Houston Proposes Cameras in Public and in Private PlacesHouston's Chief of Police proposed last week to install videosurveillance cameras in downtown streets, shopping malls, apartmentcomplexes and even private homes, in order to fight against crime and toremedy a shortage of police officers. Chief Harold Hurtt's intendedpurpose is to make people "feel safer" "in reality and perception."
However, most studies of video surveillance have shown that cameras donot reduce crime in public places, because criminals simply go elsewhereto commit their crimes out of camera range. Though the cameras may makeresidents "feel safer," their actual safety is unchanged.

Houston Chronicle Article on Proposed Cameras:

EPIC's Video Surveillance Page:

FTC Announces Settlement in CardSystems Security BreachOn February 23, the Federal Trade Commission announced that it hadreached a settlement with CardSystems Solutions, Inc., whose poorsecurity practices led to the breach of tens of millions of consumers'
personal information. The company's unnecessary storage of personaldata, along with its lack of network protections, allowed fraudsters torack up millions of dollars in fraudulent purchases. The settlementrequires CardSystems and its successor company, Solidus Networks, toimplement a stronger security program and be audited every two years forthe next twenty years.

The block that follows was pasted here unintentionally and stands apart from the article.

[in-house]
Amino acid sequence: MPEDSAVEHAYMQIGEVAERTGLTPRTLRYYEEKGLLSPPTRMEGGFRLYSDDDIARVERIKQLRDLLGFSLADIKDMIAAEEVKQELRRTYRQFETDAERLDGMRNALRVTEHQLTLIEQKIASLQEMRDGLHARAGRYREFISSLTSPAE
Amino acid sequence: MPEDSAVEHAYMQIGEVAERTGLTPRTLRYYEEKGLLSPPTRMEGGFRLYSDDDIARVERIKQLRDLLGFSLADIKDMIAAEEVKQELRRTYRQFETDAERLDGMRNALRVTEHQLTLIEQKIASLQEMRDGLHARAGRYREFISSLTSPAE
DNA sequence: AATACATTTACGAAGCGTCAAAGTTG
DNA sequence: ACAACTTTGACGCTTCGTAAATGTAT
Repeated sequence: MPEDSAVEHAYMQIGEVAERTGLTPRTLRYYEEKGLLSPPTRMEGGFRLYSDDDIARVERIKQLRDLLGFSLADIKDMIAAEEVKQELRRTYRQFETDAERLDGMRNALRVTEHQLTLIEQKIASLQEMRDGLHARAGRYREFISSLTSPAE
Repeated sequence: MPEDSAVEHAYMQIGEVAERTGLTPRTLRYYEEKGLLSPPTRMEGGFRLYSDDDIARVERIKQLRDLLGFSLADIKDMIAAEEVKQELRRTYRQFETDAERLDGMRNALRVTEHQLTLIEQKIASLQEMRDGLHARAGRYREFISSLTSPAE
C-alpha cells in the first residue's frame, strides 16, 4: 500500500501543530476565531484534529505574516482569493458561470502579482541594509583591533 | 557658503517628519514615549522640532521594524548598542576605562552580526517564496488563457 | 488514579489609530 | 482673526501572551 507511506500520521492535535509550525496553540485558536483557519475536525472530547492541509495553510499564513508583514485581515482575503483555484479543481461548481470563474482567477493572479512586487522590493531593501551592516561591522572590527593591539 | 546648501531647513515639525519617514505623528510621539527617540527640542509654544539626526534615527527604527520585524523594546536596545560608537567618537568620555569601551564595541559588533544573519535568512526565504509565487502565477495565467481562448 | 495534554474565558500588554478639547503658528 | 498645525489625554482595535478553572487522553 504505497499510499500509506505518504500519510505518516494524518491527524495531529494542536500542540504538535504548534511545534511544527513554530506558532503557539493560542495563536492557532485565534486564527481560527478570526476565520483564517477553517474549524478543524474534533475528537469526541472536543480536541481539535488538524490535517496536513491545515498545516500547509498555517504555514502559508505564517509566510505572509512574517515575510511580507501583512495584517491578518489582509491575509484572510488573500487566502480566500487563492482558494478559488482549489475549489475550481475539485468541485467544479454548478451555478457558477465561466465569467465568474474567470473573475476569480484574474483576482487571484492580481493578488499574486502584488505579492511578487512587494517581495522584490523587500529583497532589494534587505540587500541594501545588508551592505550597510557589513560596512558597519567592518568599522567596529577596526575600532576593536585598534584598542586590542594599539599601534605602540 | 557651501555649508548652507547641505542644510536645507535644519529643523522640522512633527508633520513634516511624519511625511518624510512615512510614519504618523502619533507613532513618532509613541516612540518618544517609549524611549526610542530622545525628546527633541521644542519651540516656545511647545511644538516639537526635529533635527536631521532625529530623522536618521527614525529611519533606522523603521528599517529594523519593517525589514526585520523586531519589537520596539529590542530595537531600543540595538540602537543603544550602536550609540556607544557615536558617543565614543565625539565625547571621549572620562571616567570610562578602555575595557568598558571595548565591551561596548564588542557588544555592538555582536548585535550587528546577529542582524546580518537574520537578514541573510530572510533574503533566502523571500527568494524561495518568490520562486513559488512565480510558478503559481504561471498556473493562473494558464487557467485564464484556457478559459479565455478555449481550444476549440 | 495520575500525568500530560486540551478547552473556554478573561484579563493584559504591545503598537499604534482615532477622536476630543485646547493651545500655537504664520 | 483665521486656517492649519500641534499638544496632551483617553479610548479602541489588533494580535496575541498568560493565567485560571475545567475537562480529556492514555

FTC Press Release on CardSystems:

Text of the CardSystems Settlement Agreement (pdf):

EPIC's Page on Identity Theft:

[7] EPIC Bookstore: James Bamford's "The Puzzle Palace"

The Puzzle Palace: Inside America's Most Secret IntelligenceOrganization. Penguin Books, 1983.

"In this remarkable tour de force of investigative reporting, JamesBamford exposes the inner workings of America's largest, most secretive,and arguably most intrusive intelligence agency. The NSA has long eludedpublic scrutiny, but The Puzzle Palace penetrates its vast network ofpower and unmasks the people who control it, often with shockingdisregard for the law. With detailed information on the NSA's secretrole in the Korean Airlines disaster, Iran-Contra, the first Gulf War,and other major world events of the 80s and 90s, this is a brilliantaccount of the use and abuse of technological espionage."